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Priya Shakti: tackling invisible foes

The Indian female superhero fighting for a gender-equal society focuses on children’s misery during the pandemic
French consul general Virginie Cotreval and Ruchira Gupta with the comic
French consul general Virginie Cotreval and Ruchira Gupta with the comic
File picture

The Editorial Board   |   Published 06.12.20, 01:06 AM

Comics are not always comic, but they can still be unputdownable. In the land of powerful female deities, it seems apt that the first female Indian superhero should steal teenage hearts away. Priya, a gang rape survivor who becomes a superhero in the first work, Priya’s Shakti, in 2014, is a girl-next-door from rural India, distinctly unlike Wonder Woman or even Supergirl with her super powers. The brainchild of the New York-based technology expert and documentary film-maker, Ram Devineni, Priya has had four adventures so far, with the latest one situated in a world attacked by an invisible enemy, Covid-19. What is unique about this superhero is that her powers are kindness and courage, gained through painful experiences that mirror those of thousands of Indian women. Beginning with a touch of mythology, Priya’s narrative develops, as her creator says, along the central idea in many ancient Indian tales: the need to overcome one’s own fears. So Priya overcomes her fear and gains as her friend the flying tiger, Sahas, who carries her through the air to help women who are frightened and exploited, whether raped, trafficked or mutilated by acid attacks.

Priya’s success — she is called the “gender equality champion” by United Nations Women — springs from a unique combination of magical illustrations portraying Indian scenes with realistic situations in which sexually damaged women find themselves. There is no moralistic tone; teenagers hate that. The comic book form is accompanied by an augmented reality app and Priya’s Mask, in which the superhero fights Covid, has a short animation film. Here, too, the theme is of compassion, courage, understanding and, significantly, cooperation. It is a lonely little girl, Meena, whom Priya picks up on Sahas to fly over Jodhpur, Meena’s city, so she can see how much her mother, a Covid nurse, is doing for her patients. Meena also catches glimpses of her equally lonely friends, all forbidden to go to school or play together. This adventure is a reminder of children’s suffering from loneliness and confusion during the pandemic: they need far more attention and care. Even more pointed is Priya’s decision to join forces with Jiya or the Burka Avenger, the female superhero from Pakistan, to convey the message that Covid-19 must be defeated by acting together, ignoring national boundaries precisely in the manner of the virus, as much as by masks and hand hygiene.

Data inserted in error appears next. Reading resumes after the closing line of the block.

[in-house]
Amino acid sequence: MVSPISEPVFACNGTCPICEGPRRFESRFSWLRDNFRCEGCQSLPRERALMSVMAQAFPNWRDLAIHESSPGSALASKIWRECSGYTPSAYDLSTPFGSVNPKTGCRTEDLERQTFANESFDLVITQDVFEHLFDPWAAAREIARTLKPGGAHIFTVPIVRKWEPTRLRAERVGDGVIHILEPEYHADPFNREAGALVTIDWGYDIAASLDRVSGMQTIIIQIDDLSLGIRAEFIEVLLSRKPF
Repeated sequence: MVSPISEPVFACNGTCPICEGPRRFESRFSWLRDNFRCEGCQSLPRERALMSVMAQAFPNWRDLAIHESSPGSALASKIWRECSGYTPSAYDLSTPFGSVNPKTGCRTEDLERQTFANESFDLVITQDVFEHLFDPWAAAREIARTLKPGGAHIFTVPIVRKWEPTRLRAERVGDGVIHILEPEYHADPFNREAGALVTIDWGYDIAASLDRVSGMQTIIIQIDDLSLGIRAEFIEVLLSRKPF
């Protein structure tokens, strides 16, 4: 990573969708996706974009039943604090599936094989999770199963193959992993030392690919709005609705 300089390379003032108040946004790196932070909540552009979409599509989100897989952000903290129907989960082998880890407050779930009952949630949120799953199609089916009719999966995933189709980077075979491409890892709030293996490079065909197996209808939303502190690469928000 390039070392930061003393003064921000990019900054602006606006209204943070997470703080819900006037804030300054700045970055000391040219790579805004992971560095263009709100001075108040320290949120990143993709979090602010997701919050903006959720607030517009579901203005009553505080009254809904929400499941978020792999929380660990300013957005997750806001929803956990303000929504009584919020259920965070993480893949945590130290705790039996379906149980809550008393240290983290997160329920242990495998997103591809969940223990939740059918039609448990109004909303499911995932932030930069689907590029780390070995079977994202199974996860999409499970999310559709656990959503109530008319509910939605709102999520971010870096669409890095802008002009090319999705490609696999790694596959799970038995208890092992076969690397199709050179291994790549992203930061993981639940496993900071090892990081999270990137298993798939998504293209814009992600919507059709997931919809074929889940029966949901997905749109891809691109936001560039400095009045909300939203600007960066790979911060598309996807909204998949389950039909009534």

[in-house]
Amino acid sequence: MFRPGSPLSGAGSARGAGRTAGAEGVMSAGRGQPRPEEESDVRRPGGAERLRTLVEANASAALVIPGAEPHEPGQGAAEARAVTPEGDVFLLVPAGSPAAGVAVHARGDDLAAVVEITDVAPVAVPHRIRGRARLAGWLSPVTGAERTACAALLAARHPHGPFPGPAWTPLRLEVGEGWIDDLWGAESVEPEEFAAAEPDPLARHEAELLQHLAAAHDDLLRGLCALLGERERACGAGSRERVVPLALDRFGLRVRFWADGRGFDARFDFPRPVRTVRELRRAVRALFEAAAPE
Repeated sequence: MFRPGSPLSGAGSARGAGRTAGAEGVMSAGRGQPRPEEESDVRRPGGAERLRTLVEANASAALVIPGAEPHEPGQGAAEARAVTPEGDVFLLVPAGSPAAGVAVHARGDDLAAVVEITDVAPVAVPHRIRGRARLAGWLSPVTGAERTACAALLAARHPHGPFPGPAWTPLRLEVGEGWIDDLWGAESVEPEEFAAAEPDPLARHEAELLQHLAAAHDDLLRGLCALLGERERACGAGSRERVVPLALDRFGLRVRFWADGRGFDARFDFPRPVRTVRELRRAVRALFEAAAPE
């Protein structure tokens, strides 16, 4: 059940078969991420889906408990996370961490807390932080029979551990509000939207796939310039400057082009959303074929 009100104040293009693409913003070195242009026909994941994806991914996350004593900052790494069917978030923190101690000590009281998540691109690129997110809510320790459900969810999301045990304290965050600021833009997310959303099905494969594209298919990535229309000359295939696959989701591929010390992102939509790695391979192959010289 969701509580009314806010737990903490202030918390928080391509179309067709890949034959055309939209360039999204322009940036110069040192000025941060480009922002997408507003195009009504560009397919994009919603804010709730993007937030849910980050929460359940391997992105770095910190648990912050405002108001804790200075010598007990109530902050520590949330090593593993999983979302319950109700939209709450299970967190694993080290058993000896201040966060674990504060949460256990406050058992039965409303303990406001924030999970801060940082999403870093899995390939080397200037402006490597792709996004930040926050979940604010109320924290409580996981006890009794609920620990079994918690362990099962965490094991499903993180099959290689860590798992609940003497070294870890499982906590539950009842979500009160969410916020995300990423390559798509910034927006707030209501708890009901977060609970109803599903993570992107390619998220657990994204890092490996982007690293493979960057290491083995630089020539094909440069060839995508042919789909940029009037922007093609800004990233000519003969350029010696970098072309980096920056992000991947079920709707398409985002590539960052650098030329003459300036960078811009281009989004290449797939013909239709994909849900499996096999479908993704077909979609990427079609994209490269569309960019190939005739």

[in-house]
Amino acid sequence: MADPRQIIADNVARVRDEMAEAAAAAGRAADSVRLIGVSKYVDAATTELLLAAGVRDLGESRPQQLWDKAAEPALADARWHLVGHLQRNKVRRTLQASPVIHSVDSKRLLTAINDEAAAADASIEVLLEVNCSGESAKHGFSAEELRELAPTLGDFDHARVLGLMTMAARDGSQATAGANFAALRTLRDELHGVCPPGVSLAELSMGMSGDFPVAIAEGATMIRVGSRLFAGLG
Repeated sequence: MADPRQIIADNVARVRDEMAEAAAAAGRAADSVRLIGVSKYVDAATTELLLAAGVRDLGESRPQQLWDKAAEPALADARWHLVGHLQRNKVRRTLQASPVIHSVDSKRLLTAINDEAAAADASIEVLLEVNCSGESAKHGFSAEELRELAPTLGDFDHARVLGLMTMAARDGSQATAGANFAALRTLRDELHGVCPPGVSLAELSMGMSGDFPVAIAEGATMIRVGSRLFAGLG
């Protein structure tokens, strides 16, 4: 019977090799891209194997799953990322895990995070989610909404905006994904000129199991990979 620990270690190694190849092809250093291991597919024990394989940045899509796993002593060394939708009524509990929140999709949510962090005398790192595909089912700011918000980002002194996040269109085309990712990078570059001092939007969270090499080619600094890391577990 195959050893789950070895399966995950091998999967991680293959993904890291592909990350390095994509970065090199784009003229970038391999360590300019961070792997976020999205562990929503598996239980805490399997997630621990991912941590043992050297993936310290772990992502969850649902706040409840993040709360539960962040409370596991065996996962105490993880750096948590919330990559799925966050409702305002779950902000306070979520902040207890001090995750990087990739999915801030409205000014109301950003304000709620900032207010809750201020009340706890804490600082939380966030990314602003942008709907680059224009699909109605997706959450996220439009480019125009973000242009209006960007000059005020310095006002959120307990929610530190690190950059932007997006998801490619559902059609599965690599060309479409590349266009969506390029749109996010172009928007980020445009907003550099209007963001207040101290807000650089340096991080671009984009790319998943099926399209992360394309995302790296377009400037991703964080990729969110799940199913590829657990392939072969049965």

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That Priya should shift her attention, even for one chapter in her story, to the effects of the pandemic on children and ways to fight it, suggests that her appeal as a gender warrior is powerful enough to make messages about other frightening situations effective too. But the achievement of the comic book series lies in its attempt to give voice to Indian women, and to urge them towards overcoming their own fears. The outcome hinted at is not utopia, but an imaginable gender-equal Indian society



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